# Solve Polarized Cylinder Griffiths Problem 4.13 Page 173

• stunner5000pt
In summary, the "Polarized Cylinder Griffiths Problem" is a problem from the textbook "Introduction to Electrodynamics" by David J. Griffiths, which involves finding the electric field and polarization charge density of a polarized cylinder. To solve this problem, one can use the method of separation of variables and apply boundary conditions, as well as have a good understanding of electric potential, electric field, polarization, and related concepts. This problem has real-life applications in electrical engineering, and there are helpful resources such as online forums, textbooks, and consulting with experts, to aid in solving it.
stunner5000pt
Griffith's problem 4.13 page 173

A very long cylinder of radius a carries a uniform polarization P perpendicular to its axis. Find the electric field inside the cylinder. Show taht the field outside the cylinder can be expressed in the form

$$\vec{E}(\vec{r}) = \frac{a^2}{2 \epsilon_{0} s^2} [2(\vec{P}\bullet\hat{s})\hat{s} - \vec{P}]$$

I m wondering if this is in any way similar to that of a sphere in that we can find the potnetial (from the solution of Laplace's equation) and from there we can find the electric field both inside and outside.

Is there a shorter method, though?

problem 4.14
When you polarize a neutral dielectric, charge moves a bit, but the total remains zero. Thi fact should be reflected i nteh bound charges simga b and rho b. Prove from the given equations taht the total bound charge vanishes
$$\sigma_{b} = \vec{P} \bullet \hat{n}$$
$$\rho_{b} = - \vec{\nabla} \bullet \vec{P}$$

wel ok
$$\sigma_{b} = (P_{x},P_{y},P_{z}) \bullet (n_{x},n_{y},n_{z})$$
and we know that
$$\frac{\partial P}{\partial n} = \vec{P}\bullet\hat{n}$$
but the thing is does this hold??

$$\frac{\partial P}{\partial n_{x}} = \frac{\partial P}{\partial x}$$??

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The short answer is yes, the method for finding the electric field inside and outside a cylinder with uniform polarization is similar to that of a sphere. Both involve solving Laplace's equation and using the boundary conditions to find the electric field. However, there is a shorter method for finding the electric field for a cylinder.

To find the electric field inside the cylinder, we can use the method of images. We can imagine a system consisting of two cylinders, one with uniform polarization and the other with opposite polarization. This results in a cancellation of the electric field inside the cylinder, leaving only the electric field outside.

To find the electric field outside the cylinder, we can use the method of images again, but this time with a plane of uniform polarization instead of a cylinder. This results in an electric field that can be expressed in the form given in the problem.

As for problem 4.14, we can prove that the total bound charge vanishes by using Gauss's law. We know that the divergence of the polarization vector is equal to the negative of the volume charge density. Therefore, if we integrate the divergence of the polarization over a closed surface, we will get the total bound charge enclosed by the surface. However, since the polarization vector is divergenceless, the integral will be equal to zero, proving that the total bound charge vanishes.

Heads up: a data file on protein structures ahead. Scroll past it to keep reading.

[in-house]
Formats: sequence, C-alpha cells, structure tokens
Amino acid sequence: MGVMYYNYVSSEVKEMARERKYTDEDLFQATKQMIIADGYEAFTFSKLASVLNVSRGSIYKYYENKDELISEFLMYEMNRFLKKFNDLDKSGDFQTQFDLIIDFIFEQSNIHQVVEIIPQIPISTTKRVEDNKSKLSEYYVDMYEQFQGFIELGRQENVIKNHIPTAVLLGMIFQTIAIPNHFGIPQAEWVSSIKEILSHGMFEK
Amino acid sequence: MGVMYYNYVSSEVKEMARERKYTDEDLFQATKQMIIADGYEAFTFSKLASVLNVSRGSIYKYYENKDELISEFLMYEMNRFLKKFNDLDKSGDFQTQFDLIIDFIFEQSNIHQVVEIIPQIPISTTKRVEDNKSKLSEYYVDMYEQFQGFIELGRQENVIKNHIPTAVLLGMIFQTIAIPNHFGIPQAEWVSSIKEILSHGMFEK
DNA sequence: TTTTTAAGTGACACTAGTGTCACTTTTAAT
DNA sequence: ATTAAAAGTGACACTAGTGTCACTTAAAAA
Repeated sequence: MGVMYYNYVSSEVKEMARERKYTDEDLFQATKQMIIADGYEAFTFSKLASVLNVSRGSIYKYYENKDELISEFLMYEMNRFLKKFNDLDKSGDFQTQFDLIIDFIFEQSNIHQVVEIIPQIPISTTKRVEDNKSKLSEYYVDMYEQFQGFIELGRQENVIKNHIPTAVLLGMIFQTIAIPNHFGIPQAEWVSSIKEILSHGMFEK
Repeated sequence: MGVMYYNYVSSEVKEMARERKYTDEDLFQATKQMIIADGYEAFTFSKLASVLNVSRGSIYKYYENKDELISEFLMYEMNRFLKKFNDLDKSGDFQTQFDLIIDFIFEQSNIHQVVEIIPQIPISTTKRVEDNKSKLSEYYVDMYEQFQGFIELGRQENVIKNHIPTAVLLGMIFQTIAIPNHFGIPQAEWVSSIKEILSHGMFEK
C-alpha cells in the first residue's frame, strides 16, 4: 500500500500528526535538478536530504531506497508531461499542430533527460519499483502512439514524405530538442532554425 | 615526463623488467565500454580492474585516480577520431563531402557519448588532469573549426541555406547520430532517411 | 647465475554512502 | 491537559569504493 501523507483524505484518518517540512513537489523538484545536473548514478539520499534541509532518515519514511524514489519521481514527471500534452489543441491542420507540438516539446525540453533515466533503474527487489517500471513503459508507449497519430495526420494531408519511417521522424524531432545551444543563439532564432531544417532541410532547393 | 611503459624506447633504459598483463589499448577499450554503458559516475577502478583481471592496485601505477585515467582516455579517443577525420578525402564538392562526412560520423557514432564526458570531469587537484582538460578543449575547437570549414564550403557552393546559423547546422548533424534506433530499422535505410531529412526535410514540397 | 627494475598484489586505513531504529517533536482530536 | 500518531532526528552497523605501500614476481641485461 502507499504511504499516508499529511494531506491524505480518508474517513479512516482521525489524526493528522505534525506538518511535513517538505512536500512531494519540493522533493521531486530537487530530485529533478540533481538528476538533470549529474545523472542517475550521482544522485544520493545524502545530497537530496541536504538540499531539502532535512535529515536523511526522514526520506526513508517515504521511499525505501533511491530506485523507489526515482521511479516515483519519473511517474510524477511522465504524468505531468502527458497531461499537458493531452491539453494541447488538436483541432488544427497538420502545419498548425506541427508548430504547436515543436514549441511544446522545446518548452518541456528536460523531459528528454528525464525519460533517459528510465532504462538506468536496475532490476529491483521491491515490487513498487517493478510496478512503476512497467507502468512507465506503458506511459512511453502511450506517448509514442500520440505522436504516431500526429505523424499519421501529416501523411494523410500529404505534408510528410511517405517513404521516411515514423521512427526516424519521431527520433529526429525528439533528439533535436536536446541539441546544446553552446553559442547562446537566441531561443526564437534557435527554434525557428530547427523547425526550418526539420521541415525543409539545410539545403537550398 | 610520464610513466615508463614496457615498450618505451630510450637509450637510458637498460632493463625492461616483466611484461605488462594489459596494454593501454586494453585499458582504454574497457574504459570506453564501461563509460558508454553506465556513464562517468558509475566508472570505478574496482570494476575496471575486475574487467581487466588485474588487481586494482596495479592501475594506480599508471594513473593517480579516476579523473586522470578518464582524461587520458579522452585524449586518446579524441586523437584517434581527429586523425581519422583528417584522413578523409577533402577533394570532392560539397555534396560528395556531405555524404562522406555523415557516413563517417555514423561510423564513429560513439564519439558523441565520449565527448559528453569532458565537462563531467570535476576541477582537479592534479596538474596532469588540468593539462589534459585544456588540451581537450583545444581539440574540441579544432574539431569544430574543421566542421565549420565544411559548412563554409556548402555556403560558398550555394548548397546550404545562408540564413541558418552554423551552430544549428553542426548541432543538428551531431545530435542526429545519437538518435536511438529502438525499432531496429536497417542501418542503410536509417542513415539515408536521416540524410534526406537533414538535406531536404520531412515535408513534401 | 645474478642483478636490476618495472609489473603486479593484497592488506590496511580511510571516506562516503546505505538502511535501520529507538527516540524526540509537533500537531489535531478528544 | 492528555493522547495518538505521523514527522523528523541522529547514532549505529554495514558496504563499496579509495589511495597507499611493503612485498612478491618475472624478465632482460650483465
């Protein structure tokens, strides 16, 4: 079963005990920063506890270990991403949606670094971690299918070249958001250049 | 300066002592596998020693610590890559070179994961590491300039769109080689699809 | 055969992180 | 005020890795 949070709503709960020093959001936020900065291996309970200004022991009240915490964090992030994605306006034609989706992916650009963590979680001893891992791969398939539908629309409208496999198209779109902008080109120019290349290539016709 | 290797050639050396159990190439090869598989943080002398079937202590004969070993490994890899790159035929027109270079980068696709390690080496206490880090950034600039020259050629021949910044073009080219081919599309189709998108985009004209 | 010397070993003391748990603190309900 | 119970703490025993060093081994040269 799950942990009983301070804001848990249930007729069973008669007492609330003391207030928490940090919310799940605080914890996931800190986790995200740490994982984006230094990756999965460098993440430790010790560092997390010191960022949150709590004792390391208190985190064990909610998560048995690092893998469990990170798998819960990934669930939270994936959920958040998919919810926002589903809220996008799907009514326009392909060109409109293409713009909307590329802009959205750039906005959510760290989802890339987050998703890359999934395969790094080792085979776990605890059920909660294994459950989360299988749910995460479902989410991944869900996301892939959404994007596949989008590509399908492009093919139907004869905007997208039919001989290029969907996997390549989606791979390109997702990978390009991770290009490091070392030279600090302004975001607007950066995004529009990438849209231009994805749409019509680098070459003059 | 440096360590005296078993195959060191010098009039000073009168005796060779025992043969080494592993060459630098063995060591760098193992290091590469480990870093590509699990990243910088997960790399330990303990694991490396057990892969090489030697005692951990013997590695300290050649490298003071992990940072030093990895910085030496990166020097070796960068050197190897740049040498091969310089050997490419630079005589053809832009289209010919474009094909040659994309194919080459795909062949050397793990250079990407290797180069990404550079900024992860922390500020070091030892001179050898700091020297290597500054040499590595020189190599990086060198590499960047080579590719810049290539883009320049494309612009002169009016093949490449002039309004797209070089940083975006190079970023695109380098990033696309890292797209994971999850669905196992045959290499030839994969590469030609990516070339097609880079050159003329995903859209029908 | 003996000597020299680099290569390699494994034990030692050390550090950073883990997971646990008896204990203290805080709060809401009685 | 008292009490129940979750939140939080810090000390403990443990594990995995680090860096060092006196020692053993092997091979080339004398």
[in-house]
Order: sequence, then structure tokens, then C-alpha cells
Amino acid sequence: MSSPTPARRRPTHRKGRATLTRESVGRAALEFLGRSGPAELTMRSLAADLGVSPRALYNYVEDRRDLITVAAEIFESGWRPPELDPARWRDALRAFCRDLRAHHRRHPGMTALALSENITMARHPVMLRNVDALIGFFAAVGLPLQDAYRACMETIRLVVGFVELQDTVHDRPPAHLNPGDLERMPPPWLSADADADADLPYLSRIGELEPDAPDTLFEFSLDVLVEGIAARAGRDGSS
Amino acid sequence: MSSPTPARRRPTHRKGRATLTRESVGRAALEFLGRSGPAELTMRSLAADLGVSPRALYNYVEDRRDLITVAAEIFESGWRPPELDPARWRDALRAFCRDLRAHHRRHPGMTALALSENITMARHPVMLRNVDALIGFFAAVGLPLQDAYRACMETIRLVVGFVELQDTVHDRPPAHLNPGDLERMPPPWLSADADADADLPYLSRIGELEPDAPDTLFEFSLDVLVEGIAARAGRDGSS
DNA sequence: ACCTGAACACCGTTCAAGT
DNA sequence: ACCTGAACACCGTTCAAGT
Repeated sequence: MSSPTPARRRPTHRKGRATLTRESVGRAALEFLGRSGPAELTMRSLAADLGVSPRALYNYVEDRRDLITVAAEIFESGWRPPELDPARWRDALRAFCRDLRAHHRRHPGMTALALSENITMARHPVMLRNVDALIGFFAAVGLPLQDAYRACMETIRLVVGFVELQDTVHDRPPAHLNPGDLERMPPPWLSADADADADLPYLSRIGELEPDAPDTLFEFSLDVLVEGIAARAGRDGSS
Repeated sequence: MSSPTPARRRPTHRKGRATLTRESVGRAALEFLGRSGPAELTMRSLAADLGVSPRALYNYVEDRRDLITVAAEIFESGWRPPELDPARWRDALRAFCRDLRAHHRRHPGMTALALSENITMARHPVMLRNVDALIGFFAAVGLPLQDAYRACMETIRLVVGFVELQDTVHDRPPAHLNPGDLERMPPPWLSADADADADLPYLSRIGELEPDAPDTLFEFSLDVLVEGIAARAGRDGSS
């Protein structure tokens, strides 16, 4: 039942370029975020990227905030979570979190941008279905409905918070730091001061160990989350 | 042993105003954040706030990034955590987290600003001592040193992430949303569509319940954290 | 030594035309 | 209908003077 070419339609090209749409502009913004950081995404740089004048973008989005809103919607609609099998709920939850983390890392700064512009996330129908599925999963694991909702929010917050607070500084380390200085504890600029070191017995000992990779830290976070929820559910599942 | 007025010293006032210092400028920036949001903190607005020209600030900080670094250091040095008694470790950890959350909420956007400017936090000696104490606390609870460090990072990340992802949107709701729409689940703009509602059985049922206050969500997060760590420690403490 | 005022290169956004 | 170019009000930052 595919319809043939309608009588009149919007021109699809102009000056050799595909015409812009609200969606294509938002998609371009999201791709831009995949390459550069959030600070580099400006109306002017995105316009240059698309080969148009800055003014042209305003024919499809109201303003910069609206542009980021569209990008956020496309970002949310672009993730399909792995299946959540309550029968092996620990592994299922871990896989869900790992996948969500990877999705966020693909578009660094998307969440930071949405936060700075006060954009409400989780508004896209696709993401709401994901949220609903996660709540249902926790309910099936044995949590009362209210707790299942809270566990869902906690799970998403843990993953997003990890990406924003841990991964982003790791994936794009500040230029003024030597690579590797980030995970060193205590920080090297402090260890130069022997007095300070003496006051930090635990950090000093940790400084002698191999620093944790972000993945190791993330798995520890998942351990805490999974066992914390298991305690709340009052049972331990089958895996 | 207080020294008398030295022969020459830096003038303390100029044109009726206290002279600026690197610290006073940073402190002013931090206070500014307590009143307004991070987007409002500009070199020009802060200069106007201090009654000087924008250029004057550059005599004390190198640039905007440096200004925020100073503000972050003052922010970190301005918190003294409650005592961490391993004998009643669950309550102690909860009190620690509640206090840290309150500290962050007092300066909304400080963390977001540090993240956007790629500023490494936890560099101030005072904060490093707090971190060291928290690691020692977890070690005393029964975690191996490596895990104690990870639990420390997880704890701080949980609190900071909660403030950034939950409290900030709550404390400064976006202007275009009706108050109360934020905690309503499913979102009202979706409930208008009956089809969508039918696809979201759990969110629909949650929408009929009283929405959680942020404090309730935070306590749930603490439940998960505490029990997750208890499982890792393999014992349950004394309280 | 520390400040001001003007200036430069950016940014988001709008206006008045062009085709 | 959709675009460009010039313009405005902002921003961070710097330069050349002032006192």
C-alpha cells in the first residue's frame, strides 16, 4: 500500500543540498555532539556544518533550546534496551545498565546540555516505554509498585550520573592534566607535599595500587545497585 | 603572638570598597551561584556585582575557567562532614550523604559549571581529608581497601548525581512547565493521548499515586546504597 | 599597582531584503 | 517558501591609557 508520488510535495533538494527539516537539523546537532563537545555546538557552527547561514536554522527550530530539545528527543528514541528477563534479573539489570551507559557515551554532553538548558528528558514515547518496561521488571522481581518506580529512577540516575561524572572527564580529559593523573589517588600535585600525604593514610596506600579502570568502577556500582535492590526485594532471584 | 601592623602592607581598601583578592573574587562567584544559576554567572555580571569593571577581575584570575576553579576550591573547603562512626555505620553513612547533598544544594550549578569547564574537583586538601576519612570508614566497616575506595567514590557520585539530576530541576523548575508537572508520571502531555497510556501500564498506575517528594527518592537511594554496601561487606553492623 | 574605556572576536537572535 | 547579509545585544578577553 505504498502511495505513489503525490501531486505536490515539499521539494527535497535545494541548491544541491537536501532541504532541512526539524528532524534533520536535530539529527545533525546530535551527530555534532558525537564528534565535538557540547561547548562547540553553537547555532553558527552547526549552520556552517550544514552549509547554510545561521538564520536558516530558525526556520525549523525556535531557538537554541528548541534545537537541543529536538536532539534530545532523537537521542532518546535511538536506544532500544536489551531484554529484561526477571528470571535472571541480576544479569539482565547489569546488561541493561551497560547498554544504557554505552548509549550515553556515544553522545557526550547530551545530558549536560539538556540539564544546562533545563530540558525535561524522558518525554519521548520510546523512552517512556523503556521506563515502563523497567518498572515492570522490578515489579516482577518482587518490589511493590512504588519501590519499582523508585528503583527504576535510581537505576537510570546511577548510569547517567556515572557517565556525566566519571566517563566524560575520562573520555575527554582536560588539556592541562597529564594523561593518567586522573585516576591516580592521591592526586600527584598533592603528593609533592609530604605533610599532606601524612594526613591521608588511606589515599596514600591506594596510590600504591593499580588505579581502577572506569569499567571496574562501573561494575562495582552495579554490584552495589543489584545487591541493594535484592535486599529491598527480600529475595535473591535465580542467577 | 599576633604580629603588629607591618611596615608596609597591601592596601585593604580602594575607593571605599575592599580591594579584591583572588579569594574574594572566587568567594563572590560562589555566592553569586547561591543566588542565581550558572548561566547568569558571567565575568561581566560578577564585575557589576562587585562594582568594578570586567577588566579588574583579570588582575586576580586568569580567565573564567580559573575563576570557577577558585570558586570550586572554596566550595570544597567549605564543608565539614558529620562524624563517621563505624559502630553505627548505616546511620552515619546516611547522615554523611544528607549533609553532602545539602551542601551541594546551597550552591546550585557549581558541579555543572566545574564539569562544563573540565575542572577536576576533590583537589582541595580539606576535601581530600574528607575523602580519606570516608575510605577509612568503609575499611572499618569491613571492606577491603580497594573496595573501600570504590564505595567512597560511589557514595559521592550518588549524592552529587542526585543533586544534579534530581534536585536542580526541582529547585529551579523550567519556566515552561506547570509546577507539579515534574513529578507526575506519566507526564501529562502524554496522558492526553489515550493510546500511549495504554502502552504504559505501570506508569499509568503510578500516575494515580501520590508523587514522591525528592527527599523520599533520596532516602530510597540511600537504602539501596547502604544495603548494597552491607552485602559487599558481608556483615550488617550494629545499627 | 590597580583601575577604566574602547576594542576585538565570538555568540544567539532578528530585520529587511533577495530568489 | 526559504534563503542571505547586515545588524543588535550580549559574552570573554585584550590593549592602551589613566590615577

## 1. What is the "Polarized Cylinder Griffiths Problem"?

The "Polarized Cylinder Griffiths Problem" refers to problem 4.13 on page 173 of the textbook "Introduction to Electrodynamics" by David J. Griffiths. This problem involves finding the electric field inside and outside of a polarized cylinder, and determining the polarization charge density on the surface of the cylinder.

## 2. How do you solve the "Polarized Cylinder Griffiths Problem"?

To solve the "Polarized Cylinder Griffiths Problem", you can use the method of separation of variables to find the electric potential inside and outside of the cylinder. Then, you can apply boundary conditions to determine the polarization charge density on the surface of the cylinder. Finally, you can use the relation between electric field and potential to find the electric field inside and outside of the cylinder.

## 3. What are the key concepts involved in solving the "Polarized Cylinder Griffiths Problem"?

The key concepts involved in solving the "Polarized Cylinder Griffiths Problem" include electric potential, electric field, polarization, and boundary conditions. It is also important to have a good understanding of the method of separation of variables and the relation between electric field and potential.

## 4. Are there any real-life applications of the "Polarized Cylinder Griffiths Problem"?

Yes, there are real-life applications of the "Polarized Cylinder Griffiths Problem" in the field of electrical engineering. This problem can help in understanding the behavior of electric fields and potential in cylindrical systems, which can be useful in designing and analyzing electrical circuits and devices.

## 5. Are there any helpful resources for solving the "Polarized Cylinder Griffiths Problem"?

Yes, there are many helpful resources for solving the "Polarized Cylinder Griffiths Problem". Some suggestions include online forums, textbooks, and lecture notes on electromagnetism and electrostatics. It can also be helpful to consult with a professor or a fellow scientist who has experience in solving similar problems.

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